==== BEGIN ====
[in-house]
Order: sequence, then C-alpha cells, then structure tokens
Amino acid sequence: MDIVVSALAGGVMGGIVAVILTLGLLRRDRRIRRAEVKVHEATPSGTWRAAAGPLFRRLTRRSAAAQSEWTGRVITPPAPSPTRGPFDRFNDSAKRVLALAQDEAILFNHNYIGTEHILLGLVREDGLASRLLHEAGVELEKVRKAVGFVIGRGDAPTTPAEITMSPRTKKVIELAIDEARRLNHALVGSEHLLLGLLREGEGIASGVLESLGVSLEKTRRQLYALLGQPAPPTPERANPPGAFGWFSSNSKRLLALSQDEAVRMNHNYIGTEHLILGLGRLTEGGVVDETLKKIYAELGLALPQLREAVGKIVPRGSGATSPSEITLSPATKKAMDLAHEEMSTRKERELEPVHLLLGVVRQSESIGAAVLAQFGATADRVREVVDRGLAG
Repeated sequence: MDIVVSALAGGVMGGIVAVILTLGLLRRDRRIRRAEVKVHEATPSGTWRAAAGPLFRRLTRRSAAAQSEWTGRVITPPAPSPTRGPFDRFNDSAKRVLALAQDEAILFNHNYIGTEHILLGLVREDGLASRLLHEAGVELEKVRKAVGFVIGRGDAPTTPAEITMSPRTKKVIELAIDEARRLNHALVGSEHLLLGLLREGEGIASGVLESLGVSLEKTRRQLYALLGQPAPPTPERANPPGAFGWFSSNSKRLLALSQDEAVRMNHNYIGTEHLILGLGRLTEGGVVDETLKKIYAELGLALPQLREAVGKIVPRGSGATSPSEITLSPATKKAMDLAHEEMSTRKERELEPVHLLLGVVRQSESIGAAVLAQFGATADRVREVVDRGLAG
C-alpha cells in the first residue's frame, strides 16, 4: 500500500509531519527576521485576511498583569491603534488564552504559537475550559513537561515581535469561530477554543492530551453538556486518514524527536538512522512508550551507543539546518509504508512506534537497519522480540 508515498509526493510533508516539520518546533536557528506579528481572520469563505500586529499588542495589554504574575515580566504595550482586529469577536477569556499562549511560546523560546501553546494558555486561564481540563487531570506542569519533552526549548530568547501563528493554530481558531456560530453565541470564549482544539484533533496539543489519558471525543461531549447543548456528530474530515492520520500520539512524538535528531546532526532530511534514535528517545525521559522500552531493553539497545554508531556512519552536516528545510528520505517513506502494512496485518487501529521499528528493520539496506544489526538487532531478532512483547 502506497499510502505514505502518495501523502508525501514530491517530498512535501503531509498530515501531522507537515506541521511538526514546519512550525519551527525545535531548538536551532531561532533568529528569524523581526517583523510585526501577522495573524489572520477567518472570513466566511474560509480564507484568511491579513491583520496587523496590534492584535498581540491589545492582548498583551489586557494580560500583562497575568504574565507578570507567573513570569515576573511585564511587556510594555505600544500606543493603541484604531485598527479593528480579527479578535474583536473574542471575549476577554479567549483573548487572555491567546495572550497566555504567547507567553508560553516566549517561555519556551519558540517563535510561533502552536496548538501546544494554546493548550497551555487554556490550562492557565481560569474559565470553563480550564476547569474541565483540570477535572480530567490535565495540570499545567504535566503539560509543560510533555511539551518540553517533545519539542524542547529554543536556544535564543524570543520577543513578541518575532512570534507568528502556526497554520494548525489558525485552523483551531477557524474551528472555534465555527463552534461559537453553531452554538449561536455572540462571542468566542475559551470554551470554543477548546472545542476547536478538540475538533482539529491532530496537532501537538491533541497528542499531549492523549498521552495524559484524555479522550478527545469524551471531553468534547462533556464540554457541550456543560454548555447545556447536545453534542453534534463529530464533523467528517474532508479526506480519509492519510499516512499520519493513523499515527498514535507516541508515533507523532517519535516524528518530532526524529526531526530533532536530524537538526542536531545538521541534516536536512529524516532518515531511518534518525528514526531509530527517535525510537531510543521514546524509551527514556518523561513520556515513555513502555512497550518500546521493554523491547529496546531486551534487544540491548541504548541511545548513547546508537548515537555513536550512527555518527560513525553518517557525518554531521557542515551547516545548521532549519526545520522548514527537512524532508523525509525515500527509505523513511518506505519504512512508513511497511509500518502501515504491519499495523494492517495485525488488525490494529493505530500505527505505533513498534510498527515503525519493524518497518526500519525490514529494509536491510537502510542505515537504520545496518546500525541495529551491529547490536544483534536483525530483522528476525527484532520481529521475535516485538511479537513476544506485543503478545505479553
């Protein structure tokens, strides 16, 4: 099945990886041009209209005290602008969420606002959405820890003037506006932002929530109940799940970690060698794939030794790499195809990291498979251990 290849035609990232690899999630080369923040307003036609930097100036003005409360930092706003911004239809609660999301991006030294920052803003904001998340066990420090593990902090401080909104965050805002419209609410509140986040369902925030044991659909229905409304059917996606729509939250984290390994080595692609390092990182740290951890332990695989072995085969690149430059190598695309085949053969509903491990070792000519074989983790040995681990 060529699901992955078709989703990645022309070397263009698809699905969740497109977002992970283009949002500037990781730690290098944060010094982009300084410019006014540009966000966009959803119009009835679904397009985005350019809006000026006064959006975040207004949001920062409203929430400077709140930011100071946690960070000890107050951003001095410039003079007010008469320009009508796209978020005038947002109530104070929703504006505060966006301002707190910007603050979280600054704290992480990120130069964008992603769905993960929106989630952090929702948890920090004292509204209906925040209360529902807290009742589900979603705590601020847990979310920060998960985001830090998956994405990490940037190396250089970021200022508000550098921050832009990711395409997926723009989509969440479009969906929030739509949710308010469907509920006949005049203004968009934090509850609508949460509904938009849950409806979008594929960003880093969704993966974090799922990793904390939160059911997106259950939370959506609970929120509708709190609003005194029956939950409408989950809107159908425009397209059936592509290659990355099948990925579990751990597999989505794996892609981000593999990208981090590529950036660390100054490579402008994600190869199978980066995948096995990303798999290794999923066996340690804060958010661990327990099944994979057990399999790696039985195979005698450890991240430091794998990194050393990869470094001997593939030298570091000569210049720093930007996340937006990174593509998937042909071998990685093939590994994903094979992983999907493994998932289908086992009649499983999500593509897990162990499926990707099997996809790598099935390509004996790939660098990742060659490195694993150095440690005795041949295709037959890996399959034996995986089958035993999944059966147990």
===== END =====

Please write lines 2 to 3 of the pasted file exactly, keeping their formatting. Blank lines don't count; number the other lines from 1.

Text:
Order: sequence, then C-alpha cells, then structure tokens
Amino acid sequence: MDIVVSALAGGVMGGIVAVILTLGLLRRDRRIRRAEVKVHEATPSGTWRAAAGPLFRRLTRRSAAAQSEWTGRVITPPAPSPTRGPFDRFNDSAKRVLALAQDEAILFNHNYIGTEHILLGLVREDGLASRLLHEAGVELEKVRKAVGFVIGRGDAPTTPAEITMSPRTKKVIELAIDEARRLNHALVGSEHLLLGLLREGEGIASGVLESLGVSLEKTRRQLYALLGQPAPPTPERANPPGAFGWFSSNSKRLLALSQDEAVRMNHNYIGTEHLILGLGRLTEGGVVDETLKKIYAELGLALPQLREAVGKIVPRGSGATSPSEITLSPATKKAMDLAHEEMSTRKERELEPVHLLLGVVRQSESIGAAVLAQFGATADRVREVVDRGLAG